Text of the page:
Philippe Lioret's Welcome

A would-be sober examination of illegal immigrants desperately trying to get into England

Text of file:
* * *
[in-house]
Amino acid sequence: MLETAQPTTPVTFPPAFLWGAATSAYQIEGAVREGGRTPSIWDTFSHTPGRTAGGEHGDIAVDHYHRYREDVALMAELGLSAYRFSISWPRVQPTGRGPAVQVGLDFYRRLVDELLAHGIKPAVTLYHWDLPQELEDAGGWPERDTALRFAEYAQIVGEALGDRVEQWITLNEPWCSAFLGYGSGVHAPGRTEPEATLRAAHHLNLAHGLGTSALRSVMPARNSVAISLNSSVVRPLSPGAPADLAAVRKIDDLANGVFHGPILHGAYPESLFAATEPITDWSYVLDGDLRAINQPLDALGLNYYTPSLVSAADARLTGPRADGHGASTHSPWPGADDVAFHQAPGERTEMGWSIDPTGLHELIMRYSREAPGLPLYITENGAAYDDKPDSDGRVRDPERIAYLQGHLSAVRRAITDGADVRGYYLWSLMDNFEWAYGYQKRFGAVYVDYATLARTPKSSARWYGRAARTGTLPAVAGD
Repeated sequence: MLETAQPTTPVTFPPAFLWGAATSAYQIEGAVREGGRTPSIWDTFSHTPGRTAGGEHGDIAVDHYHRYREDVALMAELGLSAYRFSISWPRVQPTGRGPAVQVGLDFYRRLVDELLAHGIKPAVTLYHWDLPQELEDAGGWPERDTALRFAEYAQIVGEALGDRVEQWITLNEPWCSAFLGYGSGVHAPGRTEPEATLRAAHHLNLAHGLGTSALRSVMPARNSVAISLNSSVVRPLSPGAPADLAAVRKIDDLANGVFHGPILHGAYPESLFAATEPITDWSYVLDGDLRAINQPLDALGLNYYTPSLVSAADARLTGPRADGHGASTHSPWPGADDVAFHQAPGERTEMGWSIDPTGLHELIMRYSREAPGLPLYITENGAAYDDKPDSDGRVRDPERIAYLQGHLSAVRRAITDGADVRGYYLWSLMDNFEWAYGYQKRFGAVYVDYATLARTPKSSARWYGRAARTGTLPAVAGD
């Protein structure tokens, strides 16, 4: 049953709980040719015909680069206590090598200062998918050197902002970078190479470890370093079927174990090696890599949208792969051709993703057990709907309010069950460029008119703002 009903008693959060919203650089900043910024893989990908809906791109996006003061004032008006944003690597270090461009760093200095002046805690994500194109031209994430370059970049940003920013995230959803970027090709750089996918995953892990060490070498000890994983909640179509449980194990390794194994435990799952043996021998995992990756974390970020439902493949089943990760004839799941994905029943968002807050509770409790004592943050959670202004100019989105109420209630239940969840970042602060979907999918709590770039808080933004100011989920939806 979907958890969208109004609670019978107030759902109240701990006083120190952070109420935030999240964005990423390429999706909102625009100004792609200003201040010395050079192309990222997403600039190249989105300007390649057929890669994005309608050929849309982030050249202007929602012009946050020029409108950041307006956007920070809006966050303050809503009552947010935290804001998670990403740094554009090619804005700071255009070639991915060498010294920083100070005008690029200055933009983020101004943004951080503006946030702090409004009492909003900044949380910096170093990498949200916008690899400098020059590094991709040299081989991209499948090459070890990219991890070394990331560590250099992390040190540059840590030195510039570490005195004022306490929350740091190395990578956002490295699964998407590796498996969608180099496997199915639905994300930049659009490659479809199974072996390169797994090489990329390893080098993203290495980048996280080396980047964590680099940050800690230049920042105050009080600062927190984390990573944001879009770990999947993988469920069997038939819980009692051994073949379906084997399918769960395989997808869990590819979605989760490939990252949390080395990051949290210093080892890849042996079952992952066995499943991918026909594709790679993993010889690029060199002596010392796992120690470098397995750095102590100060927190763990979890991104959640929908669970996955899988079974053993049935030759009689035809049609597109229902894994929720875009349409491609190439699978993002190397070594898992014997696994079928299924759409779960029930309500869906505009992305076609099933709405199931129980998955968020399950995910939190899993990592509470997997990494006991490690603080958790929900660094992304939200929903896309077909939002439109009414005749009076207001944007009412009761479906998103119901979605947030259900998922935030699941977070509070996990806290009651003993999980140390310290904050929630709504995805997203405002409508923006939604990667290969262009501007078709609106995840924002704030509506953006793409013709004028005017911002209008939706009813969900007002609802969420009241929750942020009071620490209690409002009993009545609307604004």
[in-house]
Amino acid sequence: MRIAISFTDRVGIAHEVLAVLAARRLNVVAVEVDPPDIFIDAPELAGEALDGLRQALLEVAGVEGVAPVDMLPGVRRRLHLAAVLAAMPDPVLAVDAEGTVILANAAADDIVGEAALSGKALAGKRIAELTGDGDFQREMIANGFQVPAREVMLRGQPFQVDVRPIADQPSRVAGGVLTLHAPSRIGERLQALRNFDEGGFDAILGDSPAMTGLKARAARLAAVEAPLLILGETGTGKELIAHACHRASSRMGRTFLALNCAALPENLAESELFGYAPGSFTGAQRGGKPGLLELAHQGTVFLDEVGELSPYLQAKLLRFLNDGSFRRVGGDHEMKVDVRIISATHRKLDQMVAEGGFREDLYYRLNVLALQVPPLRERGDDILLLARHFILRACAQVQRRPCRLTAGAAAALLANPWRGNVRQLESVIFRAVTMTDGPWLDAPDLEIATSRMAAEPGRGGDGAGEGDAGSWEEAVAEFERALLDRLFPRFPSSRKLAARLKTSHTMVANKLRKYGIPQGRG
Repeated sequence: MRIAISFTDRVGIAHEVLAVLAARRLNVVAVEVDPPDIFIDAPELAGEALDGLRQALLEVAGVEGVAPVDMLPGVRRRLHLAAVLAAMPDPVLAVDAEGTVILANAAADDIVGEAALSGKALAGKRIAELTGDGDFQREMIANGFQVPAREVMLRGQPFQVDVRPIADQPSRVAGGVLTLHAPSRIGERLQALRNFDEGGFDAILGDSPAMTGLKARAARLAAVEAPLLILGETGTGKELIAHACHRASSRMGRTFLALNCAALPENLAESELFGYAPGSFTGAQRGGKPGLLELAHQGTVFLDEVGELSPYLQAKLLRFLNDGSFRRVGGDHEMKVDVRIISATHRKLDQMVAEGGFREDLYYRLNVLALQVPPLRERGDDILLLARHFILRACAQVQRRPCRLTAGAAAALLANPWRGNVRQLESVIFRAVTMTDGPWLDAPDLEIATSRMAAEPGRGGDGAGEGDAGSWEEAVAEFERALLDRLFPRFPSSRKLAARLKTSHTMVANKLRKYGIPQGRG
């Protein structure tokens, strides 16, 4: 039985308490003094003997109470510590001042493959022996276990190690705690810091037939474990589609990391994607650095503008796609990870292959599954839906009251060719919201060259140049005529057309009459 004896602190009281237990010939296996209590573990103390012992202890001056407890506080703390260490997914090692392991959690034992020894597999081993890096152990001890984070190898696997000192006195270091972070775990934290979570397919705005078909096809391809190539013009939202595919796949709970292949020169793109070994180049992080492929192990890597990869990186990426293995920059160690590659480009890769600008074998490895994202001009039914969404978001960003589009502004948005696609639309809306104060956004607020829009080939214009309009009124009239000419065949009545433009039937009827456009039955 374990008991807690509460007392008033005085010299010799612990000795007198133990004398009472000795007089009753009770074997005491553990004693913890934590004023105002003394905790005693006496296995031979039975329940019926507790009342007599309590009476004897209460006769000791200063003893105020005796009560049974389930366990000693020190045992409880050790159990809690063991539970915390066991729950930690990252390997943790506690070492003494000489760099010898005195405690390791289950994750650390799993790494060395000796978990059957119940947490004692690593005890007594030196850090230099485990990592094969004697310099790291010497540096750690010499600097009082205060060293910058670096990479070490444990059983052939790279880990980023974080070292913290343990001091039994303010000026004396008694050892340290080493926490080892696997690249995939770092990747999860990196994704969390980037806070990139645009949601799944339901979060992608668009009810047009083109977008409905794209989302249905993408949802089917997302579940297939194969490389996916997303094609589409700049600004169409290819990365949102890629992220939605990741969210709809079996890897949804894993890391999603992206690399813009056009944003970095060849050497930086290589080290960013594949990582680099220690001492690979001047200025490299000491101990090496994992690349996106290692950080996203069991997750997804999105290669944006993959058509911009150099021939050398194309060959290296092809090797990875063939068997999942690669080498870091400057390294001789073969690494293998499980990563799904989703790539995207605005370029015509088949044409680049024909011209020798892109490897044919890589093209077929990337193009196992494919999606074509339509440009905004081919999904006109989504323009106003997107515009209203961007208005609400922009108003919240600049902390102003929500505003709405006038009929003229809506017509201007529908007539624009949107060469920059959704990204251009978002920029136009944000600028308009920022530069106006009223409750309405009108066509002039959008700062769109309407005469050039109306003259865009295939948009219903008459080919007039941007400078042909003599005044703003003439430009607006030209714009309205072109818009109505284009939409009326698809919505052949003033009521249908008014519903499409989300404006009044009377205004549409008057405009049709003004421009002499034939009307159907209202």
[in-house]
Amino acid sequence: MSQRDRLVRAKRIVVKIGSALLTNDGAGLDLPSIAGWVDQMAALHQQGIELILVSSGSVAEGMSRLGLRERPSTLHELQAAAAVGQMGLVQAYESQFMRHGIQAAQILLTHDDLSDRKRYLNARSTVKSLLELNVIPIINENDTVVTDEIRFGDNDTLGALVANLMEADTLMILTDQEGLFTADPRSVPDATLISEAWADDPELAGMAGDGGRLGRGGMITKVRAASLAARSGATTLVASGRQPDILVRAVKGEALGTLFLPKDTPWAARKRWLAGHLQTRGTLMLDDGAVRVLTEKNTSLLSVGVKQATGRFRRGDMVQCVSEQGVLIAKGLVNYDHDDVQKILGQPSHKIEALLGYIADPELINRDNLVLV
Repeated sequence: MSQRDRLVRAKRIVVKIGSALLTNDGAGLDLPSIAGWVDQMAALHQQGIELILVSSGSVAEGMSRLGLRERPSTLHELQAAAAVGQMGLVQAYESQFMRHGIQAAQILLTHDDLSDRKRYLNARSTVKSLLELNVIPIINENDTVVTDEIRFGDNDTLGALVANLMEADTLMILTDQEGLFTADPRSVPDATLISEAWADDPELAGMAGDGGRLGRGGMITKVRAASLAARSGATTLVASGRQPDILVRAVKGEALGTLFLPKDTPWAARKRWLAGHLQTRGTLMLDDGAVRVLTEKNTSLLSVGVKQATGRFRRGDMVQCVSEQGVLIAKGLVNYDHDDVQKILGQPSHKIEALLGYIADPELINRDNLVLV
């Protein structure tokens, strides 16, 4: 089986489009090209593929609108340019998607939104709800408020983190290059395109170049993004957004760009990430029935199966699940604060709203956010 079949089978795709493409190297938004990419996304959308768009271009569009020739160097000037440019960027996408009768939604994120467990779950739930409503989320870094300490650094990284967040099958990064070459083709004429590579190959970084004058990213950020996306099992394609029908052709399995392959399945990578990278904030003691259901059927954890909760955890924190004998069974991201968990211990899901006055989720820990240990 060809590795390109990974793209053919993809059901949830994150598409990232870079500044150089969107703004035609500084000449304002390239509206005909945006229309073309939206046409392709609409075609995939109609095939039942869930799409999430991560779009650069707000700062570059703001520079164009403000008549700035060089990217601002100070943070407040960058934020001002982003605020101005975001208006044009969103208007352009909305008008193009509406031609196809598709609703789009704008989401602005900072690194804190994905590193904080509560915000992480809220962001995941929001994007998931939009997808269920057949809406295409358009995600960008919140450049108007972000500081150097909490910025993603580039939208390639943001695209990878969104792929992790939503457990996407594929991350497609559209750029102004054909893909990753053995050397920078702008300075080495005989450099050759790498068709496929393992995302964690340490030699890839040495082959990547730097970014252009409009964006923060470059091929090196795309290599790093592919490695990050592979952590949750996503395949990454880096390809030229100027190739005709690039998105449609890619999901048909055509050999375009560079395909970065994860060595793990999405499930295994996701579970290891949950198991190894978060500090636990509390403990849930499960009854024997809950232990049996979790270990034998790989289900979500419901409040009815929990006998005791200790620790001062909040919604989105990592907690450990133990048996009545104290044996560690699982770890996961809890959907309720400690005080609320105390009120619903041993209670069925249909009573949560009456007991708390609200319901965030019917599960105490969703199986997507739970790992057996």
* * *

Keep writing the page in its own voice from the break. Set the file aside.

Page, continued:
Welcome is the third film to receive the European Parliament's Lux Prize, awarded to movies that show "the process of building Europe in a different light." Previous winners were the superior The Edge of Heaven and Lorna's Silence; unfortunately, Philippe Lioret's film—a would-be sober examination of illegal immigrants desperately trying to get into England—brings down the relatively high standard. Kurdish illegal immigrant Bilal (Firat Ayverdi) has traveled from Iraq to Calais on foot, hanging underneath trains and trucks to reunite with his girlfriend in England. He then decides to swim the English Channel, under the training of local ex-champ/trainer Simon (Vincent Lindon). Starting strong with its atmospheric immersion in the herd of immigrants killing time by the docks, Welcome quickly shrugs off credibility by equating Bilal's quest with Simon's angst over his recent divorce. Both characters are motivated by girl trouble, but it's an absurd script contrivance that Simon would risk arrest and befriend a boy in days just to prove to his ex-wife that he's politically committed. The dialogue clunkily wraps it up: "He's walked 4,000 kilometers. Now he wants to swim the Channel," Simon tells his wife. "I couldn't even cross the road to get you back." Heavy ironies like that drop regularly, undermining both the film's intentions and the drama.

 
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